U.S. factory activity gaining steam as production broadens


By Lucia Mutikani

WASHINGTON (Reuters) - U.S. manufacturing output rose for a fourth straight month in November as production increased almost across the board, in the latest suggestion the economy is gaining steam.

Production at the nation's factories advanced 0.6 percent last month, building on October's 0.5 percent gain, the Federal Reserve said on Monday.

While a 3.4 percent rebound in auto production accounted for a large portion of the increase, there also were gains in other industries such as fabricated metals, textiles, furniture and electrical equipment and appliances.

That increase in manufacturing combined with a jump in mining and utilities output to boost industrial production 1.1 percent, the largest increase since last November.

Industrial output had edged up 0.1 percent in October and economists had expected it to rise 0.5 percent last month.

"This was a very strong report, and the broad-based gains in output across the various sectors provides a very encouraging narrative on the overall tone of domestic economic activity," said Millan Mulraine, senior economist at TD Securities in New York.

Economists said the strong industrial production data bolstered the argument for the Federal Reserve to start reducing the pace of its monthly bond purchases.

It added to reports such as retail sales and employment that have painted an upbeat picture of the economy.

Other data on Monday suggested manufacturing continued to expand in December, though at a slightly slower pace. However, economists cautioned against reading too much into the reports saying they were poor predictors of national factory activity.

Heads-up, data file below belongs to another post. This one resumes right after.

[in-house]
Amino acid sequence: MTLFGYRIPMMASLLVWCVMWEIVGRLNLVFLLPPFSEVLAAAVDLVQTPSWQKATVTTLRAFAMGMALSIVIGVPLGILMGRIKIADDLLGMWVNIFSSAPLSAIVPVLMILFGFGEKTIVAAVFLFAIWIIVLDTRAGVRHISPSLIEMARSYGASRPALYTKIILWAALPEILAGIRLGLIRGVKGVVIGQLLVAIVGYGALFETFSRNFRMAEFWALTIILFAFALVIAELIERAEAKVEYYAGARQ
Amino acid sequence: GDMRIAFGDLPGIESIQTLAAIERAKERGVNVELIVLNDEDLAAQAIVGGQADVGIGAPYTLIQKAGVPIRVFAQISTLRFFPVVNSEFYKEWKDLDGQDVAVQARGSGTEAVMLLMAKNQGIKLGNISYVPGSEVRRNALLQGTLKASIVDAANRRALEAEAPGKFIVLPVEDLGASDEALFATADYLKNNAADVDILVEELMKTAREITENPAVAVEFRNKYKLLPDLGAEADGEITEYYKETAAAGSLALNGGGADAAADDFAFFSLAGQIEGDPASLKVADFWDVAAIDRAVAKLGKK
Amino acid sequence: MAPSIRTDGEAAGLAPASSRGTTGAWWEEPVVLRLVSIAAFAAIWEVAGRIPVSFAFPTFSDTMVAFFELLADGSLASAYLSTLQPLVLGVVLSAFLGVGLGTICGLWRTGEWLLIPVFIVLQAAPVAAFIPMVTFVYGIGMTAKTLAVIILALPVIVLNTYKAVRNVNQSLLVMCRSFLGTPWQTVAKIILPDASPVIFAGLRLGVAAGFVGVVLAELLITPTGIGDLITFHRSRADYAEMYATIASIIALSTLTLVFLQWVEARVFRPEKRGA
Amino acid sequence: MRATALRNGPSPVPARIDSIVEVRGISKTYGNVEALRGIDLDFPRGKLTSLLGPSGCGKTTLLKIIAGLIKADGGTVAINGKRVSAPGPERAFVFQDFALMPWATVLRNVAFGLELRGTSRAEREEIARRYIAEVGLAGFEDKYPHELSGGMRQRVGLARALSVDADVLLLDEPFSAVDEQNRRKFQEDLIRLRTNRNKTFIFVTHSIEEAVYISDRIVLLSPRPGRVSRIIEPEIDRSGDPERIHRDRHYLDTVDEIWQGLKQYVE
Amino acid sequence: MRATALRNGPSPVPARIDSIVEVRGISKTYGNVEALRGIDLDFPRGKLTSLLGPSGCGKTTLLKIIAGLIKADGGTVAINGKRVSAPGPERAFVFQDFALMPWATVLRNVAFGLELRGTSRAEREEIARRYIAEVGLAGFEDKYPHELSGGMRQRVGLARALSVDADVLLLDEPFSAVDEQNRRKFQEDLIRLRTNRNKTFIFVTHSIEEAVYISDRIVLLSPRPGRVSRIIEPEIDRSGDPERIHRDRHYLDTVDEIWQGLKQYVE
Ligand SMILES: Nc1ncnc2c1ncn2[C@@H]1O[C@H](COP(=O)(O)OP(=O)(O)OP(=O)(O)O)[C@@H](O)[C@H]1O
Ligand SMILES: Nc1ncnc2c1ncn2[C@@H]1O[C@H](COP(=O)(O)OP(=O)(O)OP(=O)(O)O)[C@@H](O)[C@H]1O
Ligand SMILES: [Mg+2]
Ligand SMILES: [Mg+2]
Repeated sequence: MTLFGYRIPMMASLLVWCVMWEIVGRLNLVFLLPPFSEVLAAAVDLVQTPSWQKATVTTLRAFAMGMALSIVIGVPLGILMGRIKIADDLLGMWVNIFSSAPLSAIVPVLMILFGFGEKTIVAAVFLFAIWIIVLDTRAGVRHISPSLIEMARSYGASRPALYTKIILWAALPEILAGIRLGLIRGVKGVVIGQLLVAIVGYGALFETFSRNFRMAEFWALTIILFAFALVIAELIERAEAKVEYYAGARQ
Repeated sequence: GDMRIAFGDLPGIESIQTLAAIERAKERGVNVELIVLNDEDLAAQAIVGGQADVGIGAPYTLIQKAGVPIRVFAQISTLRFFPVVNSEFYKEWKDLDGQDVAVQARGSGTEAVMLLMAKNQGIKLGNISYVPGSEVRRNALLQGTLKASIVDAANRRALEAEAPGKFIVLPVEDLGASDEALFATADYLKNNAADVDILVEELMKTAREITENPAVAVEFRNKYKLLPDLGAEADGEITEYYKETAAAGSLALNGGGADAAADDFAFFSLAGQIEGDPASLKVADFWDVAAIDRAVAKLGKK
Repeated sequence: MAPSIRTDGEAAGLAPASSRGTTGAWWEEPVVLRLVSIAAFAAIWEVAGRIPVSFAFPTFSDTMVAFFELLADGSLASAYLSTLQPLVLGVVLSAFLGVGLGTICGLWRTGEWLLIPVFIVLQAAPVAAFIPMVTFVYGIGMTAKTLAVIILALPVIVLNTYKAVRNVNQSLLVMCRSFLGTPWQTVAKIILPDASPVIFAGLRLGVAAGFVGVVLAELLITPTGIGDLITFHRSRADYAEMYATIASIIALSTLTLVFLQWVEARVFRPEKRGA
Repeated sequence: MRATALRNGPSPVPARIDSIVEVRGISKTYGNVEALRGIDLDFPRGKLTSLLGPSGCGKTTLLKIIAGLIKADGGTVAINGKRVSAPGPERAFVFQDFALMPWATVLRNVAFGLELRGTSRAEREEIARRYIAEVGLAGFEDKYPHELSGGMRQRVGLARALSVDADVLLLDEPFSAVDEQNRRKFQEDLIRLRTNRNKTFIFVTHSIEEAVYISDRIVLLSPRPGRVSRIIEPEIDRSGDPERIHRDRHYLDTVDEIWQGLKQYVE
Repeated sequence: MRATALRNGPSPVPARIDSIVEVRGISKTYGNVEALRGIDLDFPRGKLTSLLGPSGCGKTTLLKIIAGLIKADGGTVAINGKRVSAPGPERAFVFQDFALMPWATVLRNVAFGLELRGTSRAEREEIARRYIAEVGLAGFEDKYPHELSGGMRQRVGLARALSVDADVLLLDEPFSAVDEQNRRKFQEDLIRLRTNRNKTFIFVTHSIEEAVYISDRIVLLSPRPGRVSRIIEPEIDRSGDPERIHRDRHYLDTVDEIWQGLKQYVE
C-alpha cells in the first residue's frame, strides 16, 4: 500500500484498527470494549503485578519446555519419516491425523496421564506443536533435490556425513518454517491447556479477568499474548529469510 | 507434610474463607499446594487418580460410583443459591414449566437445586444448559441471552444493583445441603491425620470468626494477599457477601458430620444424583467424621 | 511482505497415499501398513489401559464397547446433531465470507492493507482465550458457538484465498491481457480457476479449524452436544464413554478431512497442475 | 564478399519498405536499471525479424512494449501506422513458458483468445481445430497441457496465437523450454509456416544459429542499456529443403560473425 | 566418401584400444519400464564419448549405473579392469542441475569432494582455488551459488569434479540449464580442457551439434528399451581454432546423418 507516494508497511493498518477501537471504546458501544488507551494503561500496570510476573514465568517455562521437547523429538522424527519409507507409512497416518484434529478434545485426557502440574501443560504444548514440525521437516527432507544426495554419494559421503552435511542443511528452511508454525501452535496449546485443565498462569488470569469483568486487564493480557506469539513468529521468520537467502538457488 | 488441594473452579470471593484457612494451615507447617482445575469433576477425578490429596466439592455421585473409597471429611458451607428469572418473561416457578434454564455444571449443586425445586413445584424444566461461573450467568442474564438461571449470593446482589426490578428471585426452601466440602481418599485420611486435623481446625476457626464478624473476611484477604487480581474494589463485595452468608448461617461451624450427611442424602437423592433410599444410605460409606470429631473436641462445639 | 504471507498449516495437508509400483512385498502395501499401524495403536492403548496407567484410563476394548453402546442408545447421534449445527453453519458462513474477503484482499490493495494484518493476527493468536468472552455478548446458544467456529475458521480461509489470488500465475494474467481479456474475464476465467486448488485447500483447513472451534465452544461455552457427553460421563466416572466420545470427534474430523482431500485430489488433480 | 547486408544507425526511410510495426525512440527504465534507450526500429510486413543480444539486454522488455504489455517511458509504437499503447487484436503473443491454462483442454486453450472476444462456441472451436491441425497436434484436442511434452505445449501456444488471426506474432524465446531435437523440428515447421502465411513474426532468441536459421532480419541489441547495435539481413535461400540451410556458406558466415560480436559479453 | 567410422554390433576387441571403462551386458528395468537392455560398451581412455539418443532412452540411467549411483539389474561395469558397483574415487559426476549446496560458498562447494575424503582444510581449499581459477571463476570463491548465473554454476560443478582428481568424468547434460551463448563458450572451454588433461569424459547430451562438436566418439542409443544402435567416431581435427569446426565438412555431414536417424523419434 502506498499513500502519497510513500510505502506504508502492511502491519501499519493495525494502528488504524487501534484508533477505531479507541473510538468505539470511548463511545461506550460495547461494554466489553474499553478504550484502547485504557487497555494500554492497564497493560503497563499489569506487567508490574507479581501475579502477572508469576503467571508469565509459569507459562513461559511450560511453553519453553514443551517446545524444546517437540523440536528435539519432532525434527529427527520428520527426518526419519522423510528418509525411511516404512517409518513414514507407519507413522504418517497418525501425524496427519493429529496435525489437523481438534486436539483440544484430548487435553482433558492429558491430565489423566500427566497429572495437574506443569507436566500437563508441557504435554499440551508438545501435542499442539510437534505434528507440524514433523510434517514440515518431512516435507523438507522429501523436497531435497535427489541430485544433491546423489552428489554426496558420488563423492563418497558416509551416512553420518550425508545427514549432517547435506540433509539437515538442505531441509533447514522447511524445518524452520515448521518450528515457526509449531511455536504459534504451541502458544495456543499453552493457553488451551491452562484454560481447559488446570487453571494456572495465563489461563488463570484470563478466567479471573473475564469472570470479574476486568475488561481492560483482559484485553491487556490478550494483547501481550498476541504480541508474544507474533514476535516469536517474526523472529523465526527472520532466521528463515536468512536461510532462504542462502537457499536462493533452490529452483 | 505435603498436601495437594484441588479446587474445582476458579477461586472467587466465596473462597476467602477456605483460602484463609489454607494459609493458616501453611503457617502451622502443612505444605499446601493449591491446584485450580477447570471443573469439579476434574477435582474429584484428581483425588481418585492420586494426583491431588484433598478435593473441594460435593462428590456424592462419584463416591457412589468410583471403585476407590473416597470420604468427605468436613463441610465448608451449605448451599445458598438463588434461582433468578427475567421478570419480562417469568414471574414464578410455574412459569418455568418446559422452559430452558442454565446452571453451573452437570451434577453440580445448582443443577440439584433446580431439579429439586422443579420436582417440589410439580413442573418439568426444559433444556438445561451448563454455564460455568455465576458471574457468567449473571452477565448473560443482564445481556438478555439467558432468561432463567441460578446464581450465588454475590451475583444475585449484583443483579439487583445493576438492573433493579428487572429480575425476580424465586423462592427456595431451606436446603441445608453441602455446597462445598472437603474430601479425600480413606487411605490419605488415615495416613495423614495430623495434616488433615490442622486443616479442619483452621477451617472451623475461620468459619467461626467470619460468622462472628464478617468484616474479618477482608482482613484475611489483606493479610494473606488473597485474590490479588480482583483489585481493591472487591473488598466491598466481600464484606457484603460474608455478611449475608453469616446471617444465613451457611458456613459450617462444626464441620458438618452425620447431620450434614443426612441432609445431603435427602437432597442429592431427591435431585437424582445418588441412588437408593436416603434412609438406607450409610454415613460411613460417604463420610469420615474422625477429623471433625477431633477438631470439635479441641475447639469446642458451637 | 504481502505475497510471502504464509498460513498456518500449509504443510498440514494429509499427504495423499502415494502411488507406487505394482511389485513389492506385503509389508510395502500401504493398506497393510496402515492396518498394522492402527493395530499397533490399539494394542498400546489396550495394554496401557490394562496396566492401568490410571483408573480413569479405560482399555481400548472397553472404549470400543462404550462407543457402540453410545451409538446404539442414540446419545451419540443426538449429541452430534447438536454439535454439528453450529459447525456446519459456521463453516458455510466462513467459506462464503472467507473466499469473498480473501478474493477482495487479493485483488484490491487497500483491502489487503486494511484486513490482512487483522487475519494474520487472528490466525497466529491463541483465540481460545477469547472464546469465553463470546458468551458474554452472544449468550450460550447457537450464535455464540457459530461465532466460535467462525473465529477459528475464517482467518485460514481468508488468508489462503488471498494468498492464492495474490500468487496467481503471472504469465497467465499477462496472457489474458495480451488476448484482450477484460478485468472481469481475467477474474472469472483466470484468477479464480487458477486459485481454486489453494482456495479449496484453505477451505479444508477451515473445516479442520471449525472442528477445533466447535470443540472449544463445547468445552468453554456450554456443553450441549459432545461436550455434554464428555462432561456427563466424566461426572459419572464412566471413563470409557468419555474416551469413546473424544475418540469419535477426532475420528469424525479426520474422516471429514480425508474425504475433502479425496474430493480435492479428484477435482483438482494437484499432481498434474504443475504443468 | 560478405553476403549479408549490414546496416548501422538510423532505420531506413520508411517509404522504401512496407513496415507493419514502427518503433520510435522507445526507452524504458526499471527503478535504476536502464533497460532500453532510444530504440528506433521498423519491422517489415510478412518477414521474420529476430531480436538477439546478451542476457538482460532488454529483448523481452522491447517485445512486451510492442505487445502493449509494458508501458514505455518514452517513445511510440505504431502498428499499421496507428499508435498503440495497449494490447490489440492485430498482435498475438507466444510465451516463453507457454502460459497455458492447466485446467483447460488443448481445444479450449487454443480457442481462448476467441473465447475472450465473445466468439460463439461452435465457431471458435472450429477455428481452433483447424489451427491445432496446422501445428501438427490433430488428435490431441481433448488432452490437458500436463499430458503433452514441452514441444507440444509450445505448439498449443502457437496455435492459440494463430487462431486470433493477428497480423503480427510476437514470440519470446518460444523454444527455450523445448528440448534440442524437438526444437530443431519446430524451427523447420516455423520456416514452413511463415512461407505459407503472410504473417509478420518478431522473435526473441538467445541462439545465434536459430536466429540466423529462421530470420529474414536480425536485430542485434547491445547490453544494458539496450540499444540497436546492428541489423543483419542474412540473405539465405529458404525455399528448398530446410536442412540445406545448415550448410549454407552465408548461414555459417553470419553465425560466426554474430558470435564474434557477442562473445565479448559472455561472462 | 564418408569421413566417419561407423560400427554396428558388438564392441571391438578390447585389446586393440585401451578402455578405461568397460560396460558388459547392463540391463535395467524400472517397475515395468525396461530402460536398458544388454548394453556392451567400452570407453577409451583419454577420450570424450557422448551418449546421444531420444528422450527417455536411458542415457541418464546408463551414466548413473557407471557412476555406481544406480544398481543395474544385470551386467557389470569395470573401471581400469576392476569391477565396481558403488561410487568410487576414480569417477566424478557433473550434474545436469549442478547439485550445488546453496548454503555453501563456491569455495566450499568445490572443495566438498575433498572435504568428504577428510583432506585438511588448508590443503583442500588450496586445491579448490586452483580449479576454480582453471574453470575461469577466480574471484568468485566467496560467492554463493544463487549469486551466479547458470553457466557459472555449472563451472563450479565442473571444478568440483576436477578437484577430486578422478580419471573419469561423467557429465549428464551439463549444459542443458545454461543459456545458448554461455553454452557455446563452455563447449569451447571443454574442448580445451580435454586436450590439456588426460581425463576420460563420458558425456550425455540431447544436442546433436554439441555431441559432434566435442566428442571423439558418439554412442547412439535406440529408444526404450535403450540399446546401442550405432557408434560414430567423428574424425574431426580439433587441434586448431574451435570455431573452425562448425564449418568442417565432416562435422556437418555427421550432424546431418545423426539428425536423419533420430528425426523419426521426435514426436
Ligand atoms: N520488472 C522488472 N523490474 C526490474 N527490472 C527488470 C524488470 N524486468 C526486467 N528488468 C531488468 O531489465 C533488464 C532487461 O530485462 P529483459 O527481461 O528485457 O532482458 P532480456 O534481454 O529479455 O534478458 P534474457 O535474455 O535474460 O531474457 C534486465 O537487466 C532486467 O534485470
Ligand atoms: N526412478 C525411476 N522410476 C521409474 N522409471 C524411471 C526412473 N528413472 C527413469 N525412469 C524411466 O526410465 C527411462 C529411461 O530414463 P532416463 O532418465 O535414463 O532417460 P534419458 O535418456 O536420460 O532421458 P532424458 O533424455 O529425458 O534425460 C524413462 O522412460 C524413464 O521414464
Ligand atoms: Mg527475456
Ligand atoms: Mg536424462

Financial data firm Markit said its preliminary U.S. Manufacturing Purchasing Managers Index dipped to 54.4 from a 10-month high of 54.7 in November. A reading above 50 signals expansion in economic activity.

In a separate report, the New York Fed said its "Empire State" general business conditions index edged back into positive territory at 0.98 from minus 2.21 in November.

That was short of economists' expectations for a reading of 4.75. A reading above zero indicates expansion. There was a sharp decline in inventories, a good sign for future production.


"Taken at face value for the New York region, the index suggests a modest improvement in manufacturing conditions but one that resulted in a massive liquidation of inventory," said John Ryding, chief economist at RDQ Economics in New York.

"It is difficult to take this series seriously given its volatility but if inventories were drawn down sharply, this is a constructive signal for manufacturing conditions going forward."

A cold snap last month boosted the nation's utilities output, which increased 3.9 percent after falling 0.3 percent in October. That should also support consumer spending in the fourth quarter.

Mining production rose 1.7 percent as oil and gas rigs in the Gulf of Mexico, which were temporarily shut in October because of Tropical Storm Karen, reopened. Mining output had dropped 1.5 percent in October.

Last month, the amount of industrial capacity in use increased to 79 percent from 78.2 percent in the prior month.

Industrial capacity utilization - a measure of how fully firms are using their resources - was 1.2 percentage points below its long-run average.

Officials at the Fed tend to look at utilization measures as a signal of how much "slack" remains in the economy, and how much room growth has to run before it becomes inflationary.

(Reporting by Lucia Mutikani, Additional reporting by Richard Leong and Rodrigo Campos in New York; Editing by Andrea Ricci)

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